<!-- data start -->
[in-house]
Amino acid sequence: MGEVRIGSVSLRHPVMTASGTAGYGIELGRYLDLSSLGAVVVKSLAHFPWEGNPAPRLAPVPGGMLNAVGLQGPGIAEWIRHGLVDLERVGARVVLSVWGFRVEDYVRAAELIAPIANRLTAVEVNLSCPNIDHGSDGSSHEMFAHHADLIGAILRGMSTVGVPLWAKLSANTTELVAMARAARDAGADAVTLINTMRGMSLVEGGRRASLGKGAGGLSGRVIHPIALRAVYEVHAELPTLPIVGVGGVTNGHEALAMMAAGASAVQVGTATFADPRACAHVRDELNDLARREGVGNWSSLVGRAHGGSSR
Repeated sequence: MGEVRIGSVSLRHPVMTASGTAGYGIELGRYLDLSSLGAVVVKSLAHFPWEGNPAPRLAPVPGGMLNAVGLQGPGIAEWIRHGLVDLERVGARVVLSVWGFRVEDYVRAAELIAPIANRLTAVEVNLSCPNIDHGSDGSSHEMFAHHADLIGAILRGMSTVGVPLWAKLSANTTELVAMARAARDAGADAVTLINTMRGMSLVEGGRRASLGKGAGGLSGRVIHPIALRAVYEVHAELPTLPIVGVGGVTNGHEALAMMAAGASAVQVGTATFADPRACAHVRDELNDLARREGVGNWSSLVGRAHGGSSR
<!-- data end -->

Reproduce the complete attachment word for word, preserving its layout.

[in-house]
Amino acid sequence: MGEVRIGSVSLRHPVMTASGTAGYGIELGRYLDLSSLGAVVVKSLAHFPWEGNPAPRLAPVPGGMLNAVGLQGPGIAEWIRHGLVDLERVGARVVLSVWGFRVEDYVRAAELIAPIANRLTAVEVNLSCPNIDHGSDGSSHEMFAHHADLIGAILRGMSTVGVPLWAKLSANTTELVAMARAARDAGADAVTLINTMRGMSLVEGGRRASLGKGAGGLSGRVIHPIALRAVYEVHAELPTLPIVGVGGVTNGHEALAMMAAGASAVQVGTATFADPRACAHVRDELNDLARREGVGNWSSLVGRAHGGSSR
Repeated sequence: MGEVRIGSVSLRHPVMTASGTAGYGIELGRYLDLSSLGAVVVKSLAHFPWEGNPAPRLAPVPGGMLNAVGLQGPGIAEWIRHGLVDLERVGARVVLSVWGFRVEDYVRAAELIAPIANRLTAVEVNLSCPNIDHGSDGSSHEMFAHHADLIGAILRGMSTVGVPLWAKLSANTTELVAMARAARDAGADAVTLINTMRGMSLVEGGRRASLGKGAGGLSGRVIHPIALRAVYEVHAELPTLPIVGVGGVTNGHEALAMMAAGASAVQVGTATFADPRACAHVRDELNDLARREGVGNWSSLVGRAHGGSSR